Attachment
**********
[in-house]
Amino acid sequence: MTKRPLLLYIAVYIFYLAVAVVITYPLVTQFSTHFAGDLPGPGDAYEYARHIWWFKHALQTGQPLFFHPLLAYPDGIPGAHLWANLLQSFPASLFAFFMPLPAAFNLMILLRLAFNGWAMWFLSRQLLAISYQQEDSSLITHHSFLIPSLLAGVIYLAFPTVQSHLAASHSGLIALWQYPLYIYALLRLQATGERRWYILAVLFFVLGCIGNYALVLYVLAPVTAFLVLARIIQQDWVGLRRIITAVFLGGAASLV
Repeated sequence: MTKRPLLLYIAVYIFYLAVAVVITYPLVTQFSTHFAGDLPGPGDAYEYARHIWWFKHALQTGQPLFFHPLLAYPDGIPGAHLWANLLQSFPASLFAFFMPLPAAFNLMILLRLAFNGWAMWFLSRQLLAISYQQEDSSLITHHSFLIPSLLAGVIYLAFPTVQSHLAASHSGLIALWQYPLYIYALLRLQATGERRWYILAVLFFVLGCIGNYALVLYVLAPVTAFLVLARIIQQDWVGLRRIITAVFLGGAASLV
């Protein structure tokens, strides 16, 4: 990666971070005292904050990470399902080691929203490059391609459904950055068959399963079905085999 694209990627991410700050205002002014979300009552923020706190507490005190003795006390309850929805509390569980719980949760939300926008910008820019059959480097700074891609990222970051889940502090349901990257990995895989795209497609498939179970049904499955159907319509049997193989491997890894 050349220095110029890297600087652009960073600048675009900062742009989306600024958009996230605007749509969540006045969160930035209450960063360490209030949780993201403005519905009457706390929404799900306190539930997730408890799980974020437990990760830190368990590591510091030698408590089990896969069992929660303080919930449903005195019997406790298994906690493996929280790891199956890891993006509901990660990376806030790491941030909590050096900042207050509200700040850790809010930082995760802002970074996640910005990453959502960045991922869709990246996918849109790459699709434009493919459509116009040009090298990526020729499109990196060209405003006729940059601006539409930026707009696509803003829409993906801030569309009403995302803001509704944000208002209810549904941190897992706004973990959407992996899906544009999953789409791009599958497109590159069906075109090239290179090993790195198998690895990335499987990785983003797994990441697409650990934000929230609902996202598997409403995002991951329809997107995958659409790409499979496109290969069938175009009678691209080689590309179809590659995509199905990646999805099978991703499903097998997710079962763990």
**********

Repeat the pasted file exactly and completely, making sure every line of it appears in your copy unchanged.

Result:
[in-house]
Amino acid sequence: MTKRPLLLYIAVYIFYLAVAVVITYPLVTQFSTHFAGDLPGPGDAYEYARHIWWFKHALQTGQPLFFHPLLAYPDGIPGAHLWANLLQSFPASLFAFFMPLPAAFNLMILLRLAFNGWAMWFLSRQLLAISYQQEDSSLITHHSFLIPSLLAGVIYLAFPTVQSHLAASHSGLIALWQYPLYIYALLRLQATGERRWYILAVLFFVLGCIGNYALVLYVLAPVTAFLVLARIIQQDWVGLRRIITAVFLGGAASLV
Repeated sequence: MTKRPLLLYIAVYIFYLAVAVVITYPLVTQFSTHFAGDLPGPGDAYEYARHIWWFKHALQTGQPLFFHPLLAYPDGIPGAHLWANLLQSFPASLFAFFMPLPAAFNLMILLRLAFNGWAMWFLSRQLLAISYQQEDSSLITHHSFLIPSLLAGVIYLAFPTVQSHLAASHSGLIALWQYPLYIYALLRLQATGERRWYILAVLFFVLGCIGNYALVLYVLAPVTAFLVLARIIQQDWVGLRRIITAVFLGGAASLV
């Protein structure tokens, strides 16, 4: 990666971070005292904050990470399902080691929203490059391609459904950055068959399963079905085999 694209990627991410700050205002002014979300009552923020706190507490005190003795006390309850929805509390569980719980949760939300926008910008820019059959480097700074891609990222970051889940502090349901990257990995895989795209497609498939179970049904499955159907319509049997193989491997890894 050349220095110029890297600087652009960073600048675009900062742009989306600024958009996230605007749509969540006045969160930035209450960063360490209030949780993201403005519905009457706390929404799900306190539930997730408890799980974020437990990760830190368990590591510091030698408590089990896969069992929660303080919930449903005195019997406790298994906690493996929280790891199956890891993006509901990660990376806030790491941030909590050096900042207050509200700040850790809010930082995760802002970074996640910005990453959502960045991922869709990246996918849109790459699709434009493919459509116009040009090298990526020729499109990196060209405003006729940059601006539409930026707009696509803003829409993906801030569309009403995302803001509704944000208002209810549904941190897992706004973990959407992996899906544009999953789409791009599958497109590159069906075109090239290179090993790195198998690895990335499987990785983003797994990441697409650990934000929230609902996202598997409403995002991951329809997107995958659409790409499979496109290969069938175009009678691209080689590309179809590659995509199905990646999805099978991703499903097998997710079962763990």